Archive for November, 2007

Be a tree that lives forever

November 17, 2007

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Maybe You’re Wrong!

November 14, 2007

Dan & Seth Godin

 

Recently I attended an all-day workshop with Seth Godin in New York City.  Seth is the author of several books that include Permission Marketing, Purple Cow, Prize Inside and The Dip.  He is known for his contrarian wisdom – seeing things in new and innovative ways.  Thus the title Purple Cow.  Seth says brown, white or black cows don’t grab our attention – but a purple one would.  His challenge – what are you doing in your work or business that is remarkable – that would get attention?
Here are some thoughts shared during his unusual workshop:

 

• People who go to the edge grow – average is just average
• If you’re not offending people, you’re not telling a story that will be retold
• Don’t lead with how you are better – lead with how you can help
• Most people excel because they had the guts to risk failing
• If you try too hard to make money as you help people, you will fail at both

 

In his latest book, The Dip, Seth destroys the commonly accepted statement, “Winners never quit; quitters never win.”  He says that’s rubbish; winners know when to quit and start in a new direction.
I seek out books, seminars and workshops that challenge my thinking.  Maybe I’ve been wrong on an issue or belief.  What about the commonly accepted business practice that “the customer is always right?”  Have you ever questioned that piece of wisdom? 

 

Do you welcome having someone challenge your beliefs and practices?  Or do you defend your current knowledge and understanding of most issues?  What have you done this year to force yourself to grow philosophically, psychologically and spiritually? 

You’re not smart enough for this…..?

November 14, 2007

In doing research on current job trends this week I came across this notice to job-seekers from probably the best-known outplacement firm in the country.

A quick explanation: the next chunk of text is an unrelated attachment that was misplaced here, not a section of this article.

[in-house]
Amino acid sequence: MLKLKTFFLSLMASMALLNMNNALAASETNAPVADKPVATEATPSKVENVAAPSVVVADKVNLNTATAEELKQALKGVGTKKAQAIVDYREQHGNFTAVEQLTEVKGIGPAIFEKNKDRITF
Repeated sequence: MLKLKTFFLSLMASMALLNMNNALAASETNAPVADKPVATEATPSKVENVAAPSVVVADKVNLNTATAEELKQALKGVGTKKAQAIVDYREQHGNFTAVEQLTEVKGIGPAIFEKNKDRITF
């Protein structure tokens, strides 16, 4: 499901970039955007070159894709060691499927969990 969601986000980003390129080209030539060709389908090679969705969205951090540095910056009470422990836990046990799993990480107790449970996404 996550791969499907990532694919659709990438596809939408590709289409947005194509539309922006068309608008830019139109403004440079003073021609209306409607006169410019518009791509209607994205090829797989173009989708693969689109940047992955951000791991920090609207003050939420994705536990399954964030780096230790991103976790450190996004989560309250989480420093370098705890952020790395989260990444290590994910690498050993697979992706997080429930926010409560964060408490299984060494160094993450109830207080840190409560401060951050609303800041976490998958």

”In order to enter one of our outplacement programs, we require sponsorship by an employee’s company. The reason we cannot accept people without corporate sponsorship is that we cannot overcome the awkward ethical/functional dilemma inherent in working with an ‘unsponsored’ individual. Good outplacement requires the freedom to counsel the client even when their wants conflict with their needs. In a ‘retail’ relationship, both parties are either consciously or subconsciously prone to define the client as a customer and therefore the ultimate arbiter of what is right or wrong tactically.”

It appears pretty obvious that they don’t expect you as a job-seeker to be qualified to be in the driver’s seat for any of the process of getting a new job.  So please allow me to interpret their message for you. 

To start with, you certainly can’t afford the $4000-$6000 we are going to charge your company to hold your hand in this process.  Secondly, you really aren’t smart enough to know what’s best for you.  And thirdly we are really good at simply duplicating the miserable life you had previously and don’t want to be bothered by taking the time to hear about your personal dreams and passions at this stage of your life.  We don’t have the experience or the inclination to help you create your own unique and perhaps non-traditional work path.  Don’t bore us with terms like personal fulfillment, finding your mission in life, or having work you love.  We’re pros at putting your behind in the next cubicle in this non-ending series of boring chapters in your life.

I certainly hope this approach would make you run the other way.  You most assuredly should be in the driver’s seat for any transition in your own job/life.  No one knows as much or cares as much as you.  Yes, you may be able to benefit from a coach but you don’t want an organization to take over and treat you like a robot.  85% of the process of finding proper direction and fulfilling God’s purpose comes from looking inward – only 15% from looking at work history and credentials.  Only you are qualified to see these subtle patterns that embrace your passions, your relationships, and the things that give you a sense of joy and meaning.  Don’t allow circumstances or a prescribed “outplacement” plan make decisions that you deserve to make.  Some fancy organization may be able to squeeze you into a “job” but they aren’t likely to help you create the “life” you want.